March 19, 2021 1.31 pm This story is over 31 months old

Lincoln parents raising awareness of baby son’s rare condition

A “miracle drug” could be in the UK later this year

The parents of a Lincoln toddler with a rare medical condition suffered by 1 in 10,000 babies are trying to raise awareness that the “miracle drug” to help treat it is not yet available in the UK.

Jaxon Atkinson-Foster is 10 months old, but less than a week after being born he was diagnosed with Phenylketonuria (PKU), which is a rare but potentially serious inherited disorder. If two parents have a copy of a certain gene it can be inherited by the child.

PKU puts a big restriction on how much protein someone can have, because if too much is consumed it will cause irreversible brain damage.

As it was caught early, fortunately Jaxon doesn’t have any adverse symptoms. However, amino acids are not processed properly so Jaxon’s parents Kiera Foster, 26, and Ben Atkinson, 29, must manage their son’s diet very carefully.

Jaxon is allowed 10.5g, but can’t eat meat and it is not advised to have much dairy, while some other children with the condition can only have 2-3g. Only a small amount of carbohydrates are allowed and dieticians help the family, with Keira saying it has changed the way she thinks about food.

When Jaxon was five days old, he was given a newborn blood spot screening to test for PKU and many other conditions.

After diagnosis, his care was transferred to the metabolic team at Sheffield Children’s Hospital, where he has seen a dietician and specialist every few months from birth.

His parents also take Jaxon’s bloods every week, which are sent directly to Sheffield to be analysed. Jaxon must also have an amino acid supplement, and drinks a bottle of PKU Start instead of formula when needed.

Kiera Foster with her son Jaxon.

The mission of his parents now is to raise awareness of the condition and a “miracle drug” called Kuvan (sapropterin dihydrochloride), which Kiera said “could massively increase the amount of protein that a person with PKU can have in a day”.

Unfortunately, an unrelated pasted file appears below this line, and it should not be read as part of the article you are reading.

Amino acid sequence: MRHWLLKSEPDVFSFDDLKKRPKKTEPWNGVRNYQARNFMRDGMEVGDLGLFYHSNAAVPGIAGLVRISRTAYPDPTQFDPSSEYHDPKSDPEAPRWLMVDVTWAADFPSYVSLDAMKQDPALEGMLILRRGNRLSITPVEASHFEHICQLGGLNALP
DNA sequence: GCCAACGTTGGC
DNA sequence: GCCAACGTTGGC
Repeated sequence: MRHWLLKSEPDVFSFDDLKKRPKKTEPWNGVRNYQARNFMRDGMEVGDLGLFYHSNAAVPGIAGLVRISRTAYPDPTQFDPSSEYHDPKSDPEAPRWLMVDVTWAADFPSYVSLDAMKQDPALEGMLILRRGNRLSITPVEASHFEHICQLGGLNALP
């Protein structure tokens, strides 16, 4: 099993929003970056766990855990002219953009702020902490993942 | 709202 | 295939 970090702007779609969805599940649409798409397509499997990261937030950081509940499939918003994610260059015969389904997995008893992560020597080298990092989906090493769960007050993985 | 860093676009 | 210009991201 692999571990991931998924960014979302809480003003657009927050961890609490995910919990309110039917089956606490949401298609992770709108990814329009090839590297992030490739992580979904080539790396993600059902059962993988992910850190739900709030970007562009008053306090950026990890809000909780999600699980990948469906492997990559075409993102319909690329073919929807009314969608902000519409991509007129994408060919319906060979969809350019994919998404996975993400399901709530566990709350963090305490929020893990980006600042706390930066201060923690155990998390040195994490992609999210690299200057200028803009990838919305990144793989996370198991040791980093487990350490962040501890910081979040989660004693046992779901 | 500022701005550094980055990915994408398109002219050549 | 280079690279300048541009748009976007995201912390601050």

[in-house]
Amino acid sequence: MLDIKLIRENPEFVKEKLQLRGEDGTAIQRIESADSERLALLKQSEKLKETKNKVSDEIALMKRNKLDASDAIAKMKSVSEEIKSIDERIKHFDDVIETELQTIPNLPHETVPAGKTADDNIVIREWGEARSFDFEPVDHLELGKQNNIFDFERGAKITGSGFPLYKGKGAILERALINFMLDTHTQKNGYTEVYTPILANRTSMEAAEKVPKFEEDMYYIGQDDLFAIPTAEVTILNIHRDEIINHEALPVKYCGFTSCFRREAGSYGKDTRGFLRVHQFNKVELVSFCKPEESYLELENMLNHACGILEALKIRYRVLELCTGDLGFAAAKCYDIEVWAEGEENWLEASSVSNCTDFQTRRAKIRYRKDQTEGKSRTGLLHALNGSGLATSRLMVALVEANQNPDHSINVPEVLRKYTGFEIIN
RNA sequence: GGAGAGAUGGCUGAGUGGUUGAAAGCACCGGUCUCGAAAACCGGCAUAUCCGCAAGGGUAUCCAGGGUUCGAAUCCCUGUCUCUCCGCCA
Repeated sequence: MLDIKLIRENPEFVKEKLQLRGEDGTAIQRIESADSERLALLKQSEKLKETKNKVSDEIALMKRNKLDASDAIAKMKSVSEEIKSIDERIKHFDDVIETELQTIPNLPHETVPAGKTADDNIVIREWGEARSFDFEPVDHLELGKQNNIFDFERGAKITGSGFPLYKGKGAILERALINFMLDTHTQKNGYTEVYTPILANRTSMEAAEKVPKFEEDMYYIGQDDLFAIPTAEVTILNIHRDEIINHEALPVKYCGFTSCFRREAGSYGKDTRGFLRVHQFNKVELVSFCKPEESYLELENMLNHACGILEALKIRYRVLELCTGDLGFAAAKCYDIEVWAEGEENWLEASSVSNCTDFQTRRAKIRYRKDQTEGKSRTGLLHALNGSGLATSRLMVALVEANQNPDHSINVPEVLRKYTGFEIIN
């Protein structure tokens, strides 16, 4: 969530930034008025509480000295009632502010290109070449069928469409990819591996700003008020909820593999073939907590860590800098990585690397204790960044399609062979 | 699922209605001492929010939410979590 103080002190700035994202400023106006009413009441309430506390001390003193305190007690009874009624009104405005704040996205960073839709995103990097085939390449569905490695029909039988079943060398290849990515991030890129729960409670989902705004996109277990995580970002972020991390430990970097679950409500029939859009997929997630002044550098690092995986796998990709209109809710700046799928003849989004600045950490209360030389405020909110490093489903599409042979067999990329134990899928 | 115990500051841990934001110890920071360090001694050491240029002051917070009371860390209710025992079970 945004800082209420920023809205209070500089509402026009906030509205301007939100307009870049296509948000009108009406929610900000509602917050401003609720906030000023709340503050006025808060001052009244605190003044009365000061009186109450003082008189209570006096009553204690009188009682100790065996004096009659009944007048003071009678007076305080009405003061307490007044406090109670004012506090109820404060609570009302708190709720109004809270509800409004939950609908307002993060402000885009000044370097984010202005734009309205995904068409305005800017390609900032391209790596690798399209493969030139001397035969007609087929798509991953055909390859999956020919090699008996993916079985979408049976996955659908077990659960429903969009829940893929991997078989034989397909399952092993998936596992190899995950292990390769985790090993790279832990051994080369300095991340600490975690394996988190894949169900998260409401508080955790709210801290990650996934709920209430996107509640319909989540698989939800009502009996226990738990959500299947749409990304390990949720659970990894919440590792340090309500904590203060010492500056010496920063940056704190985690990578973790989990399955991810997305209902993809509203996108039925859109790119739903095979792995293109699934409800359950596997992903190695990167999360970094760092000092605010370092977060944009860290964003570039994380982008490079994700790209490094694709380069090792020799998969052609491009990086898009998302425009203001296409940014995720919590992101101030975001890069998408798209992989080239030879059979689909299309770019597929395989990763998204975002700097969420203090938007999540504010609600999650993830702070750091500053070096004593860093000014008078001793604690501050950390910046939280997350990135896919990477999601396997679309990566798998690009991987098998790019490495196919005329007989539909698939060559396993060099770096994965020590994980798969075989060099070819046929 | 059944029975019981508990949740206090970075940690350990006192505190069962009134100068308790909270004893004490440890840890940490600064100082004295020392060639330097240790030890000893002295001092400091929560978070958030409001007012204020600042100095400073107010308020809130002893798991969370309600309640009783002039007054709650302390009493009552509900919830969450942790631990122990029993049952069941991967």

It is not currently available in the UK, but Kiera said National Institute for Health and Care Excellence (NICE) has released guidance to say they will fund the drug, but only for those under 18. It could be available in the UK by this summer.

Kiera and Ben wanted to campaign to try and get it available for all ages as the condition can cause anxiety, depression and effect concentration as patients get older.

Liz Twist, who is the Labour MP for Blaydon, has tried to campaign the issue. Earlier this week she quizzed Boris Johnson during Prime Minister’s Questions over a policy she described as discrimination against adults suffering from PKU, according to The Express.

Kiera is on a mission to raise awareness of Phenylketonuria (PKU), which her son Jaxon was diagnosed with soon after birth.

Kiera recalled the moment Jaxon was diagnosed and told The Lincolnite: “It was incredibly scary when he was diagnosed as you don’t expect to get a phone call after the blood test.

“We were having a nice walk in the middle of the park when I got the call and to be told about the condition was quite frightening.

“At the time I didn’t know quite what he’d be allowed, but the staff at Sheffield Children’s Hospital were excellent and explained it to us.

“If he can get the medication, it will mean we can increase, double or even triple, the amount of grams of food he can be given. It would make a lot of difference, we would be able to eat out more too and it would improve his quality of life.

“The medication needs to be approved for over 18s as well. To have it taken away at 18 would be appalling to almost wave this drug people have been hoping for so many years to then have it pulled away from them.”

She also said that she plans to contact Lincoln MP Karl McCartney about the issue.

Ben Atkinson with his son Jaxon.

Jaxon’s father Ben added: “It’s been a tough year for everyone, but having a newborn in the middle of a pandemic has certainly been an experience!

“Jaxon’s condition is thankfully not as serious as some who suffer from PKU, which, we believe, makes him an ideal candidate for this treatment.

“The struggles of having a child with PKU are tough, weighing out food, counting every exchange of protein, and constantly having to make sure that your baby eats all the portions. Having this treatment will reduce the burden of the very restricted diet and may allow three times more protein for many PKU suffers.

“The fact that this opportunity to have a much better quality of life through their childhood will then be removed from PKU sufferers at the age of 18, is frankly awful.

“How would you go about telling your child that suddenly, after years of being able to eat more freely, they must return to a controlled and restricted diet for the rest of their lives?”